Sand and Fire

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Published by: Putnam Adult
Release Date: July 10, 2014
ISBN13: 978-0399166884


North Africa. A jihadist leader has seized a supply of chemical weapons and is wreaking havoc: a nightclub in Sicily, a packed street in Gibraltar. Acting on information, Marine gunnery sergeant A. E. Blount, at six-foot-eight a formidable warrior, the grandson of one of the first black Marines, sets out with a strike force to kill or capture the terrorist.

But it’s a trap. Several Marines are killed, some are captured, and the jihadist promises that unless forces withdraw, he will execute one prisoner a day. Immediately, Blount’s friends and colleagues Sophia Gold, now with the U.N., and Colonel Michael Parson, working for the United States Africa Command, rush to Libya to help coordinate rescue efforts. The ordeal, however, has only begun. Soon they will all be fighting for their lives in the sand and fire of the desert.


“This page-turner offers thrilling action sequences and harrowing plot twists in abundance.”
Publishers Weekly

“Rather than relying on crude violence and gratuitous action scenes, Young takes the time to offer the reader a window into the deliberative process of these military men and women of action. There are, nonetheless, hearty helpings of realistic shootouts and fistfights.”
Kirkus Reviews

“Young has a gift for allowing the reader to experience the emotional aspects of being a soldier and for describing the desolation of the desert countries our troops are patrolling. Military-thriller fans should make Young’s work an essential addition to their reading lists.”­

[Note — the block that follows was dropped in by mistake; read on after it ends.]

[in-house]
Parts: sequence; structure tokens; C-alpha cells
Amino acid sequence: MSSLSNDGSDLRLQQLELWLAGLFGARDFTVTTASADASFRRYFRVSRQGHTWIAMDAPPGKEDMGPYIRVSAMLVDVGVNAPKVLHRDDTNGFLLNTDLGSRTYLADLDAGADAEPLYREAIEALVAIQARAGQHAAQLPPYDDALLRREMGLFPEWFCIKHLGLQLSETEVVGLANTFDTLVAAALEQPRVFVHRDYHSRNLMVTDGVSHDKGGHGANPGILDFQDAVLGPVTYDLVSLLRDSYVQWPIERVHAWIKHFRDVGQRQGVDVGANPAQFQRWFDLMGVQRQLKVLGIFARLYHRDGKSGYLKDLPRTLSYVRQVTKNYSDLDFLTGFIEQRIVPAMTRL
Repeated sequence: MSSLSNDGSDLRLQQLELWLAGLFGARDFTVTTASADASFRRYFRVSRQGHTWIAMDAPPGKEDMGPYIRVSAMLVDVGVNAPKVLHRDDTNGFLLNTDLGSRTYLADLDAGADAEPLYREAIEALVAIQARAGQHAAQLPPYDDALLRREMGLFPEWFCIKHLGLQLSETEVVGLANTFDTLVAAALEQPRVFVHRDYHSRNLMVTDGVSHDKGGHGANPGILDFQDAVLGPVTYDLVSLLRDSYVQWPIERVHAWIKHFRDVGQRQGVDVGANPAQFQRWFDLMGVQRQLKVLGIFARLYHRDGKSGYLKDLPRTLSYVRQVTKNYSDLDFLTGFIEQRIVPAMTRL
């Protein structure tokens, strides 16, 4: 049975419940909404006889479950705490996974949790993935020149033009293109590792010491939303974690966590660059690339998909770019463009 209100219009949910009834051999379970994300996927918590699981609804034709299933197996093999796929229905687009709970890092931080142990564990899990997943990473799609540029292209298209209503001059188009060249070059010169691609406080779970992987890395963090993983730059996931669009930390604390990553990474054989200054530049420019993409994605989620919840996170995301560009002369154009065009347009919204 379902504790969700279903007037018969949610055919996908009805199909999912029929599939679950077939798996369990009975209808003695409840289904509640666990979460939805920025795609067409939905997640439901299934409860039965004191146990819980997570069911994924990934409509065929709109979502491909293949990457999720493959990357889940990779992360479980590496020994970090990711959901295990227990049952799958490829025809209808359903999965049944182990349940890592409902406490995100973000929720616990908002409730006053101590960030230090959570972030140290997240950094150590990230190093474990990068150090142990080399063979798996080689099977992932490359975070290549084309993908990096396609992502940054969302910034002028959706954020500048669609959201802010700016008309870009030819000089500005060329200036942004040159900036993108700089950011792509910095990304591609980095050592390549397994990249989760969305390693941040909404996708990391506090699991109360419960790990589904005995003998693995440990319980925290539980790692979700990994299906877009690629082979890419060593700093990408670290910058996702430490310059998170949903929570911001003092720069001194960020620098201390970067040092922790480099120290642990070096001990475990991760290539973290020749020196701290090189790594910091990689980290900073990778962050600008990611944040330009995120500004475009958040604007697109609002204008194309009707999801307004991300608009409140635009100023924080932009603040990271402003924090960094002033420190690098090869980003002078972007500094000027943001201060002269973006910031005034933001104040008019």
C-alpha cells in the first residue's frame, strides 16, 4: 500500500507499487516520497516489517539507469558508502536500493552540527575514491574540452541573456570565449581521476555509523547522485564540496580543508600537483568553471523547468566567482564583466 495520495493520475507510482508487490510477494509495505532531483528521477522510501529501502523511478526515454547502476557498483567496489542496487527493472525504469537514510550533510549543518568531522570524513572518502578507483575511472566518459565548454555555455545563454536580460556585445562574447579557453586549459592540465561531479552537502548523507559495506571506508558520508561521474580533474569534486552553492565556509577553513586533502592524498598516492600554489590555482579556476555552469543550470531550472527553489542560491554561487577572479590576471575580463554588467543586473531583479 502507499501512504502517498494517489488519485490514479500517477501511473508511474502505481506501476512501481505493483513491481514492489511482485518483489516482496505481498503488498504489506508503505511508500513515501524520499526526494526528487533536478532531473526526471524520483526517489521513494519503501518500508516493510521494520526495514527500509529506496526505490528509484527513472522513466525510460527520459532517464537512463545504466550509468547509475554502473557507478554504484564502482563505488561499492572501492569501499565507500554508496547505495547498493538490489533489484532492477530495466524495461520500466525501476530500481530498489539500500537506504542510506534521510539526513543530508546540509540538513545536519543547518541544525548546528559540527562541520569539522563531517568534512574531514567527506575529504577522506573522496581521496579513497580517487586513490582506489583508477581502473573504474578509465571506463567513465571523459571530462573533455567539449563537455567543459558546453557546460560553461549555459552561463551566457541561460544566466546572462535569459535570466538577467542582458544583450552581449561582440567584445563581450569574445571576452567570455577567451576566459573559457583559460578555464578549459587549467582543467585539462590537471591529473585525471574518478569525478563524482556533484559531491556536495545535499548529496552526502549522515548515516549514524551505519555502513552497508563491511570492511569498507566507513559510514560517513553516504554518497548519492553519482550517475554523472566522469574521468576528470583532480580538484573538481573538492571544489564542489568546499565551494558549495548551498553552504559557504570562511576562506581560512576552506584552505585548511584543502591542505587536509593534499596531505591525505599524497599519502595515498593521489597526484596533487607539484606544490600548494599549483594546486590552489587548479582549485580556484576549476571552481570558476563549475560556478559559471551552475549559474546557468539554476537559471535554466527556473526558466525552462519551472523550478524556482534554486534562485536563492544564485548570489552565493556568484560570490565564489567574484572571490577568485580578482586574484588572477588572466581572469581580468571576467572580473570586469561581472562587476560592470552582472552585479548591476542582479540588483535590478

Booklist (starred review)

“A realistic, engaging, action-filled novel.”
Durham Herald-Sun

Backstory: The Story Behind Sand and Fire

In the first days of the Iraq War, my Air National Guard crewmates and I flew a C-130 Hercules to an airfield in Numaniyah, southeast of Baghdad. We carried tons of Meals Ready to Eat to Marines who had pushed north from their line of departure at the Kuwait border. We didn’t stay long; the devil dogs helped offload the MREs quickly, and we took off to return to our base in Oman.

But during our short time on the ground, I could see the fatigue in the men’s faces, and I wondered what they’d experienced and what challenges lay ahead of them. I heard not one word of complaint, and I saw in those faces not just exhaustion but an unshakeable commitment to the mission and to their fellow Marines. They lived in pretty rough field conditions, and I felt guilty about flying back to my air-conditioned tent and hot meals. These guys seemed willing to endure any hardship to carry out the core mission of a USMC rifle squad: “to locate, close with, and destroy the enemy.”

This is my fifth novel in the Parson and Gold series, but the first with a focus on the Marine Corps, and the furthest from my personal experience in the Air Force. I wanted to make the novel as authentic as I could, so I reached out to the Marines for help with questions about tactics, weaponry, and Marine Corps culture.

The Corps allowed me to observe an exercise at Fort A.P. Hill, Virginia, and to chat with instructors at the Weapons Training Battalion at Quantico. Much of what I learned in those visits, especially with regard to Marine Corps Scout Sniper training, made its way into this novel.

When I put in requests to visit USMC units, I appreciated the way Marines did business; they gave prompt replies with a refreshing absence of red tape and foot-dragging. Ask a Marine a question and you’ll get a straight answer.

As a former reporter in civilian life, I noticed something else that impressed me. Marine Corps leaders trust their people. Many times when I visited a corporation or other institution as a journalist, a public relations official would sit in on every interview, listening for any word that strayed from approved corporate spin. On Marine bases, however, senior leaders allowed me to speak with junior officers and enlisted personnel without a PR officer standing over them every minute.